It’s not rocket science is it? If you’re working (&getting paid for it) you are bound to be in better shape, ready to snap up the next opportunity that presents itself to you. Why opt to be a waiter/waitress, work FOH etc over actually doing what you’ve spent thousands of pounds to train in?
At The MTA our 2nd years spend a week in their final term with cabaret legend (in his own mind) Paul L Martin, learning how to craft a cabaret set. Too many performers just throw a few songs together and expect a paying audience to fundamentally watch them doing their singing practise live on stage. However crafting the perfect cabaret set is such an art. I’ve worked for a number of years with another legend of the cabaret scene, Howard Samuels, who spends months collating the perfect set, and then works on every number within an inch of its life. The results speak for themselves. A simply stunning cabaret set that keeps the audience interested from start to finish. Under the tutelage of Paul (and usually Jamie Anderson too) – the students start to learn the very basics of the craft, and put together their first 20 mins spot.
I put this component in so that if the students were getting despondent being out of work for a while, they had the skillset to create their own work. In other words – if nobody else is hiring you, get off your backside and create an opportunity for yourself.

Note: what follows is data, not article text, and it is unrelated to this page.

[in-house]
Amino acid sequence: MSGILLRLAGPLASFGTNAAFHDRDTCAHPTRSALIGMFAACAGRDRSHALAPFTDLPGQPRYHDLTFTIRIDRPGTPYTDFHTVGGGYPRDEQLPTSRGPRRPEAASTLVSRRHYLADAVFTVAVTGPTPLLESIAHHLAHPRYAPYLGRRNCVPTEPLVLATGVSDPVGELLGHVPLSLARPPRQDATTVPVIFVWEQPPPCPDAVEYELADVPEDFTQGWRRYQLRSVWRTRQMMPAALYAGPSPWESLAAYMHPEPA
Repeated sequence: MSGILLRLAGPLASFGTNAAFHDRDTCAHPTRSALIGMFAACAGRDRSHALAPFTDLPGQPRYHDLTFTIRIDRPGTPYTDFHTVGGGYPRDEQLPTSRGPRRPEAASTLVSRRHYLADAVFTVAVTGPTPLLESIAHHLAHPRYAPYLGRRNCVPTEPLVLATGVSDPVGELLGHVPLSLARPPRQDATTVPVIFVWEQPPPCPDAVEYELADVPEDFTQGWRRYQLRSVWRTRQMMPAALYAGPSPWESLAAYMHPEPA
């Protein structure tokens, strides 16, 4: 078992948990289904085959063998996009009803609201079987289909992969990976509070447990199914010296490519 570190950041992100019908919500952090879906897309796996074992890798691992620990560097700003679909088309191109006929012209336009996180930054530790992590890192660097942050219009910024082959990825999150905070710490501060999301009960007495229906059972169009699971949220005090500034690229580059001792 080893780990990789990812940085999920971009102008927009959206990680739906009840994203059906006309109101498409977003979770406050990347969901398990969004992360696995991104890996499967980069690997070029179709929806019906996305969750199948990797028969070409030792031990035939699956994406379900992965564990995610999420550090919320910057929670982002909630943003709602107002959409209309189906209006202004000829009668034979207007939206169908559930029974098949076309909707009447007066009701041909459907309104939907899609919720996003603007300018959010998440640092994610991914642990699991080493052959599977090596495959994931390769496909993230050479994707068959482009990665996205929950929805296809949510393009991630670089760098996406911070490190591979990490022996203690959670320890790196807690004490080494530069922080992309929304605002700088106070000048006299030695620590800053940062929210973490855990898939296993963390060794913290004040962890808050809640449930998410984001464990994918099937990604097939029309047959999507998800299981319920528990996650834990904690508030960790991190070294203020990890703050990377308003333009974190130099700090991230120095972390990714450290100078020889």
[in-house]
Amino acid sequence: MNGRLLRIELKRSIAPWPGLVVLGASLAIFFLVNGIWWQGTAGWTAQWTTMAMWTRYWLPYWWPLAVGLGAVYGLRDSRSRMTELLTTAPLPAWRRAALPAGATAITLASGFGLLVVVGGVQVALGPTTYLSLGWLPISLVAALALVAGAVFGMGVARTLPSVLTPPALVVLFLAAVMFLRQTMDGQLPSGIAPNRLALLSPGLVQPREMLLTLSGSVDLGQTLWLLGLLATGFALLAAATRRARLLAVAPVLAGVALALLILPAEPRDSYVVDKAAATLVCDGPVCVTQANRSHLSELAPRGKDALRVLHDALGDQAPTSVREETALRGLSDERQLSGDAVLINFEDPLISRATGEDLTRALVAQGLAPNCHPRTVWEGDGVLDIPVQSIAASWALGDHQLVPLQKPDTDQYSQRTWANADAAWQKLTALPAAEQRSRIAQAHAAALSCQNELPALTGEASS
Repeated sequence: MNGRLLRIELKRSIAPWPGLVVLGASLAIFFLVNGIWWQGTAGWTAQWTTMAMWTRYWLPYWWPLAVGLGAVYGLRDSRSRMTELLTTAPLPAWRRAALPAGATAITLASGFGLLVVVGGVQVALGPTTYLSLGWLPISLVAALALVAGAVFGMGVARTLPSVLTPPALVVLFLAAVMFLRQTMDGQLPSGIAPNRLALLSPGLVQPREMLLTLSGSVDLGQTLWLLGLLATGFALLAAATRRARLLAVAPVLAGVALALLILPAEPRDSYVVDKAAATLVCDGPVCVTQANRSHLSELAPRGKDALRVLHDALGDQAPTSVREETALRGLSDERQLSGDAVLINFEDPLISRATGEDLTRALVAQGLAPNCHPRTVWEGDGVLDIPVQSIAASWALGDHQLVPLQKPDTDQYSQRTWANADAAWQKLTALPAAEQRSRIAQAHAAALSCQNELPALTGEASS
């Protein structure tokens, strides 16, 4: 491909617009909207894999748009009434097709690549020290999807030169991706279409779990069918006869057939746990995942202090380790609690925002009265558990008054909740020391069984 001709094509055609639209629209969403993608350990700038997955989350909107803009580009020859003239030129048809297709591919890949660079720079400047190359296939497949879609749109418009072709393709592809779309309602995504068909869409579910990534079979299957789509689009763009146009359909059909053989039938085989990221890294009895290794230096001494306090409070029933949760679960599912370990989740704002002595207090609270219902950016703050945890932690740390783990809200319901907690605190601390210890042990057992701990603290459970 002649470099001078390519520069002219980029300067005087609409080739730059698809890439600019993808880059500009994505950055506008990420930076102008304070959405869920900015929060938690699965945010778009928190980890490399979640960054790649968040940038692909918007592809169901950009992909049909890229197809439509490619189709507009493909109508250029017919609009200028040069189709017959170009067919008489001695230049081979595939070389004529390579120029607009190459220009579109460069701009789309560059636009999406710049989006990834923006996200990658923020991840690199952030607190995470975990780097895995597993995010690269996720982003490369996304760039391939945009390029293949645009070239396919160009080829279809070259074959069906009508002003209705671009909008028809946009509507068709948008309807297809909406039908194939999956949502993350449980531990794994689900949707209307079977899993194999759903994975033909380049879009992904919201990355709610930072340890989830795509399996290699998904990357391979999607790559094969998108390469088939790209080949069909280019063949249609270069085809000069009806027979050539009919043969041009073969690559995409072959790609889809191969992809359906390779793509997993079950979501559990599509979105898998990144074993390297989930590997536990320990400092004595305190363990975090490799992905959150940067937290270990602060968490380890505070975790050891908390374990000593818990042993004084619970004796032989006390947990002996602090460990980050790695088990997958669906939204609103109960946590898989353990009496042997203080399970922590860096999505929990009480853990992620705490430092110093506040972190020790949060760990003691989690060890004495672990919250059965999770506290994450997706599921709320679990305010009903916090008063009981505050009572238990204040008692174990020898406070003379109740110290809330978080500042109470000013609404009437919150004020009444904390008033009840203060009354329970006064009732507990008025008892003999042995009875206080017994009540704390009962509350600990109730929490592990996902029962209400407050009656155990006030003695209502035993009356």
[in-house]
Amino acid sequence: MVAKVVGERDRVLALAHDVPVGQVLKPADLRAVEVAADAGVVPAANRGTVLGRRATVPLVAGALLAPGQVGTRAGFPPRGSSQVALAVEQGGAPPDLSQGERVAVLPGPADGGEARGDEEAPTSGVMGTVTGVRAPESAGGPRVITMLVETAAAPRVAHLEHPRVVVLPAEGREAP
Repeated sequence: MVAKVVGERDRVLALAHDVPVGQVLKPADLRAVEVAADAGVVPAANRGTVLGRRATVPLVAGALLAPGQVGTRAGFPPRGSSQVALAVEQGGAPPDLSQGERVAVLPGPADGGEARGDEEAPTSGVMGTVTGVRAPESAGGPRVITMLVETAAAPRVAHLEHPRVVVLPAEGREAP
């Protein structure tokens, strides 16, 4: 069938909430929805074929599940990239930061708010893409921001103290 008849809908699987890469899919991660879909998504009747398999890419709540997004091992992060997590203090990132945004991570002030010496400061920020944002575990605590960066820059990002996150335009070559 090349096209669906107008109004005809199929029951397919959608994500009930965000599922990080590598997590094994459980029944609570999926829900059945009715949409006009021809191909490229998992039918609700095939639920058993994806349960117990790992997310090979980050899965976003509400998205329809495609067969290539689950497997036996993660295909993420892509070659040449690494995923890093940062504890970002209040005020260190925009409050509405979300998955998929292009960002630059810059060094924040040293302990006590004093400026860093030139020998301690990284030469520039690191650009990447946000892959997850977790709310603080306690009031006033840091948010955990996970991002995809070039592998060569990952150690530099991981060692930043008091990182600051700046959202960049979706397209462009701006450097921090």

The bottom line is this – I have never heard of a performer sat at home randomly responding to a knock on the door…and on answering it, finding ALW or whoever stood there offering them their dream job. If you’ve chosen this difficult profession be proactive and grab opportunities. Most importantly of all stop bloody moaning. Your negativity will radiate out to all those tempted to hire you.
I was reliably informed that on the Dancers Pay it Forward Day, in the end just 45 of an expected 53 performers turned up. The eight no shows only notified the organisers around 12 hours before. I’m sorry but I think that this is indicative of the industry at the moment. Performers really do need to take a good long look at themselves before complaining about how unfairly the world is treating them.
To the 45 proactive people that did bother to show up – I really hope that you found the day useful and it has inspired you to remain proactive. I am ashamed to also add that I found out this week that two of my ambassadors had pulled an equally stupid stunt this week and failed to turn up for an audition, giving the organiser no time to fill their places. This is in spite of me banging on and on about how rude and ridiculous the current trend is.
My two were banned from any ambassador classes/perks until the New Year. While I clearly can’t stop them being like the masses, I can take action to ensure that as a college we are not supporting it. Both were told that if they pulled a similar trick ever again they would be stripped of their ambassador status.